“Omobola is taking a key step in supporting her development and the development and inclusion of more diverse leadership.
“We will look to support and champion Omobola every step of the way.”
Manessa Faal (pictured), who works in musculoskeletal outpatients in Singleton Hospital, also used a personal experience of racism at work as inspiration to strive for change.
As a result, she has been awarded the Chartered Society of Physiotherapy’s (CSP) outstanding contribution to equality in the workplace award for her role in promoting equality, diversity and inclusivity Wales.
Manessa arranged for the CSP’s Tackle Racism training to be delivered as part of the health board’s physiotherapy departments in-service training, after completing the training herself as a steward for the union in 2020.
She was inspired to act following a workplace incident around unconscious bias and race equality, which saw her challenge a lack of understanding around this topic within the department and NHS in general.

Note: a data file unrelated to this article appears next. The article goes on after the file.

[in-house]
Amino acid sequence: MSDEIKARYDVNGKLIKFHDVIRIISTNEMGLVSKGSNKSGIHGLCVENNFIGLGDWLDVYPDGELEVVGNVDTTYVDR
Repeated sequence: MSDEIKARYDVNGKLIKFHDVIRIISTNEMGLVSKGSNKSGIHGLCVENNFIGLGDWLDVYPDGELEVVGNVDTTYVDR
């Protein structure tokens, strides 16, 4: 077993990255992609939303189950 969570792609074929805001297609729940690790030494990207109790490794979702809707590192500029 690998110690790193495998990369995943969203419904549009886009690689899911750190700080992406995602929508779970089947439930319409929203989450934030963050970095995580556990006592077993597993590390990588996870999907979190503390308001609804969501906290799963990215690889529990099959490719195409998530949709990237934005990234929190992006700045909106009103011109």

She said: “I felt really concerned regarding the incident. If that could happen to me, a steward who understands the policies and procedures and how these situation should be handled, then what is happening to others who are raising similar concerns who don’t have a voice or know what is the appropriate processes? I just felt it was no longer about myself but a real issue that is going to affect multiple people around the health board.
“In 2020 following the CSP’s Lets Tackle Racism training we were all tasked with seeing how the CSP could help facilitate change within the health board in terms of tackling racism and improving equality, diversity and inclusivity.”